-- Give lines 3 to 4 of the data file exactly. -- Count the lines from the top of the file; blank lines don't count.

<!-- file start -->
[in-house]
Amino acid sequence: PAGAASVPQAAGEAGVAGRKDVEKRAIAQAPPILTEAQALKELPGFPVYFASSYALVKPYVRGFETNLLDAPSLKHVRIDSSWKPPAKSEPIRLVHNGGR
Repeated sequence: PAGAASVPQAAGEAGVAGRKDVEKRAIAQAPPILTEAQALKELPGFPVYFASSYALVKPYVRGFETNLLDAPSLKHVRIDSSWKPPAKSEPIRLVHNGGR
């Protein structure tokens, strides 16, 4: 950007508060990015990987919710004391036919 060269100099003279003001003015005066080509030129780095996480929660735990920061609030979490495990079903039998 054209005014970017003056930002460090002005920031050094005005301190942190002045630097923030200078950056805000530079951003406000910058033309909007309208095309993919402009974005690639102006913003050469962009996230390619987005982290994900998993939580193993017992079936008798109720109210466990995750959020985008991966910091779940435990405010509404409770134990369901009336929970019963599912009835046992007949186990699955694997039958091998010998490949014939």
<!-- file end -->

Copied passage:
Repeated sequence: PAGAASVPQAAGEAGVAGRKDVEKRAIAQAPPILTEAQALKELPGFPVYFASSYALVKPYVRGFETNLLDAPSLKHVRIDSSWKPPAKSEPIRLVHNGGR
């Protein structure tokens, strides 16, 4: 950007508060990015990987919710004391036919 060269100099003279003001003015005066080509030129780095996480929660735990920061609030979490495990079903039998 054209005014970017003056930002460090002005920031050094005005301190942190002045630097923030200078950056805000530079951003406000910058033309909007309208095309993919402009974005690639102006913003050469962009996230390619987005982290994900998993939580193993017992079936008798109720109210466990995750959020985008991966910091779940435990405010509404409770134990369901009336929970019963599912009835046992007949186990699955694997039958091998010998490949014939």